Christine’s Story – Part II

Hi all Readers,
First off, my apology for not posting in a while. Over the last five months, I have had to pack up Bangkok and move back home to Cape Town. This was not a forced move, rather one that stems from a great need to move on. I know that once you have learned from an experience that which you must, you will feel the drive or need to move on to the next experience or lesson that awaits.
But I digress – this post is not about me and my journey of discovery, but a continuation of Christine’s story. I left you with the story of her reveal and how I came upon a new girlfriend.
After Christine told me that she is transgender and the whole reason for her moving to Thailand was, so she could change into the sex she identifies with, the next steps and months to come were a lot harder and even more eventful. First off, once Christine told those that she was close friends with and felt sure would not judge in any way, she had to tell her family. The reason she told her friends and confidants first, was so that she could have a network of support around her should things go awry with her family. Having that network of support for all is so vital to helping us go through whatever problem we may face at one time or another.
Now the biggest hurdle to telling her family, as the fact that her family lived all the way in Africa. She did put it off for the longest time and I was in no way going to force her. The reveal to her family had to be on her terms and her time. All I could do was offer support for whatever happened after. Sometimes, that is all we can do as friends. Listen, support, comfort but never dictate, never convey advice unless asked and never assume that your way is the right way. Luckily for me and bravely for Christine, it was a few weeks after she and I had our moment that she called a Skype chat with her family. I was not there to witness the event. I requested that she call me after the event and I would be right over. I only lived a 10-minute ride away, so I could be there in a jiffy whenever she needed me.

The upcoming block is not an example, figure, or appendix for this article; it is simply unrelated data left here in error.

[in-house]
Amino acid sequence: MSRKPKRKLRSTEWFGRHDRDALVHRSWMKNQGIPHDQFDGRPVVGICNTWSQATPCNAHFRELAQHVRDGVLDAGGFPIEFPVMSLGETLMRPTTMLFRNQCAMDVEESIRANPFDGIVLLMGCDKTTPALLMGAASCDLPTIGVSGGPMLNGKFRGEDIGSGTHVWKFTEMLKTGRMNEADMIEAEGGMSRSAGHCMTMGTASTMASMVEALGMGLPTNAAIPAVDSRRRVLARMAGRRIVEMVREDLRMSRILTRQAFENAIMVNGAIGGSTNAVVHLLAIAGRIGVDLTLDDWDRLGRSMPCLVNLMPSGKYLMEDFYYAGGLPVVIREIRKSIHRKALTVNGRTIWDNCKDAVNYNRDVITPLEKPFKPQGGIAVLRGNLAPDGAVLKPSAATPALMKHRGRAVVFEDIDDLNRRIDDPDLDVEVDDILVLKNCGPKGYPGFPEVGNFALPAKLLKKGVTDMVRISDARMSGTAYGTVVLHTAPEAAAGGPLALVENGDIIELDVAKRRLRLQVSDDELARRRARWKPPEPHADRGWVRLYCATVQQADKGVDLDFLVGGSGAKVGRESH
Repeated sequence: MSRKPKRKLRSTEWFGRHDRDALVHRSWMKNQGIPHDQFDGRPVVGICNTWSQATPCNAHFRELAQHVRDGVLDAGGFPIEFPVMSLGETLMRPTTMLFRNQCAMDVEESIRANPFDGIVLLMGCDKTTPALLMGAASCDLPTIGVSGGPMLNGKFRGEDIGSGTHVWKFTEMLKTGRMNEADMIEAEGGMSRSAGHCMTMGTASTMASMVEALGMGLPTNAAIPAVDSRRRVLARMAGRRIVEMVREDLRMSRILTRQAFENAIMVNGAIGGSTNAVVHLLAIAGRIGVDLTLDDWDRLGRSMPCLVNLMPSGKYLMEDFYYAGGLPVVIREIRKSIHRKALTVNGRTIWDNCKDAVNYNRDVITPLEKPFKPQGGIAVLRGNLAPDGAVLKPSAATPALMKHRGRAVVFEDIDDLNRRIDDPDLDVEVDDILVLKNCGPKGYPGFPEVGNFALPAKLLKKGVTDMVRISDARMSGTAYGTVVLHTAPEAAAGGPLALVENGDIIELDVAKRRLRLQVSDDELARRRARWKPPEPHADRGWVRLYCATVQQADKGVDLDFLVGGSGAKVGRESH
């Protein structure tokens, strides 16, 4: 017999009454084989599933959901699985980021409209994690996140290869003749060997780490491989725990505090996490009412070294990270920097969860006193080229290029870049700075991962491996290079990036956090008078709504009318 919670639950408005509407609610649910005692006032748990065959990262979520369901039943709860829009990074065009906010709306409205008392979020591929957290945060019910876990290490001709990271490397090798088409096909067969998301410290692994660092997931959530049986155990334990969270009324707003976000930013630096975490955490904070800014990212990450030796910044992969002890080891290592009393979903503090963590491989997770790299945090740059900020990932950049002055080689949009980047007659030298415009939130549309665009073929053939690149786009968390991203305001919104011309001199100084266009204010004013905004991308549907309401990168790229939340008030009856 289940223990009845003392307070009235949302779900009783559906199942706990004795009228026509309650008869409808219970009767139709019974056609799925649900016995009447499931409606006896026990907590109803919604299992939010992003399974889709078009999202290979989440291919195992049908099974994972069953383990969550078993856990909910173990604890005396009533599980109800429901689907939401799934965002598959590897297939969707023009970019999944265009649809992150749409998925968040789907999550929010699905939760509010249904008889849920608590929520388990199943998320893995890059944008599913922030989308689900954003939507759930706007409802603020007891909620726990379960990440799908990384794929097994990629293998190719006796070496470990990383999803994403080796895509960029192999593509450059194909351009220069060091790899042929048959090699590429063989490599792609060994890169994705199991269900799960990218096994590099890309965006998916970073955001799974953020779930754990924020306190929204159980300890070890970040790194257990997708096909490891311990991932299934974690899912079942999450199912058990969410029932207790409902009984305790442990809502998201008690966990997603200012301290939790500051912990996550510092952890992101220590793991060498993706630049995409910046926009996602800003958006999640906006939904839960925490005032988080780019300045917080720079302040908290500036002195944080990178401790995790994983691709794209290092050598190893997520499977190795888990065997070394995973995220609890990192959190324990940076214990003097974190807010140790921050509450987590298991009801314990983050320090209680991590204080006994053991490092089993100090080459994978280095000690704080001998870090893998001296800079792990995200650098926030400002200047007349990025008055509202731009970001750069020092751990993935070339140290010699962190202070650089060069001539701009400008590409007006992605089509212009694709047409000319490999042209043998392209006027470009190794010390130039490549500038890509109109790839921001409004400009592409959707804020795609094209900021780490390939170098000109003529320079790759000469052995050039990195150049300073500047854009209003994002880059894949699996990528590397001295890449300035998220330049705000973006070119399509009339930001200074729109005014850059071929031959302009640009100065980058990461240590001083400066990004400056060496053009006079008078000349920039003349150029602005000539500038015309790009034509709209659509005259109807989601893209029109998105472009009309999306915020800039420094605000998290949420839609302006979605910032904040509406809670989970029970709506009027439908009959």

I can only guess what Christine must have been going through during the run-up to the call, and during. I was a nervous wreck in my apartment. After much coffee and cigarettes for me, she called me at 10 pm. I answered the call, but all the while holding my breath for whatever was going to happen next. What happened next was a pleasant surprise. After my cautious “Hello”, I said “And. .?” Leaving the question hanging on the line between us.
After an eternity (not truthfully, more like 10 seconds), Christine let out a long sigh and said: “I’m OK Nols. It went well. Very well actually.”
I was both stupefied with relief and overwhelmed with gladness to hear that.
“I take it they accepted what you had to say and who you are without a qualm?” I asked.